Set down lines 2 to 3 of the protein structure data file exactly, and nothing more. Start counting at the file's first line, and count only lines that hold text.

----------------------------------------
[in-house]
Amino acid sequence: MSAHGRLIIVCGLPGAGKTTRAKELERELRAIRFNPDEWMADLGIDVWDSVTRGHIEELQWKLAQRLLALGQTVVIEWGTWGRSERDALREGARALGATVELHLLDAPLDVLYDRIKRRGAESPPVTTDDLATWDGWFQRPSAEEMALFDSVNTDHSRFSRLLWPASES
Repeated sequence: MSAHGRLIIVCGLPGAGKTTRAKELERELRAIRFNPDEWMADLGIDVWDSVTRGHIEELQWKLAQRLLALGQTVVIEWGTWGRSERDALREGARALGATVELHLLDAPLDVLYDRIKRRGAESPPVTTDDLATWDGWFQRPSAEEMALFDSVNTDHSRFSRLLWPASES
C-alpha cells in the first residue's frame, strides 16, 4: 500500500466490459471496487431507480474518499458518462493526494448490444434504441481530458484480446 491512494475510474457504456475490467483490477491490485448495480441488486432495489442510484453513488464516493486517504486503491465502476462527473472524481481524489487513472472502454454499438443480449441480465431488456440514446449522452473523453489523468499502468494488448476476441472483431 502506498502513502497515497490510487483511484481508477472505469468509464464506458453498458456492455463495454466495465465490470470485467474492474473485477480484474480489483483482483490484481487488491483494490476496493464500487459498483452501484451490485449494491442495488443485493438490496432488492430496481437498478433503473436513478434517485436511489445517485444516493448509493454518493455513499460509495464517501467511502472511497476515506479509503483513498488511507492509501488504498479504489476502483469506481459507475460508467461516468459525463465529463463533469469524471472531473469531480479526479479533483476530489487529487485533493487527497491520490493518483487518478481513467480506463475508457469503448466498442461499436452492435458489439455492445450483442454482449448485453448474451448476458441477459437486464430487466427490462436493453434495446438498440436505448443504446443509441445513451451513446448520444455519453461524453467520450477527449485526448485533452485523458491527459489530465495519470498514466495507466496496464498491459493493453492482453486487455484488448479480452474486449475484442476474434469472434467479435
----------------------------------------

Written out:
Amino acid sequence: MSAHGRLIIVCGLPGAGKTTRAKELERELRAIRFNPDEWMADLGIDVWDSVTRGHIEELQWKLAQRLLALGQTVVIEWGTWGRSERDALREGARALGATVELHLLDAPLDVLYDRIKRRGAESPPVTTDDLATWDGWFQRPSAEEMALFDSVNTDHSRFSRLLWPASES
Repeated sequence: MSAHGRLIIVCGLPGAGKTTRAKELERELRAIRFNPDEWMADLGIDVWDSVTRGHIEELQWKLAQRLLALGQTVVIEWGTWGRSERDALREGARALGATVELHLLDAPLDVLYDRIKRRGAESPPVTTDDLATWDGWFQRPSAEEMALFDSVNTDHSRFSRLLWPASES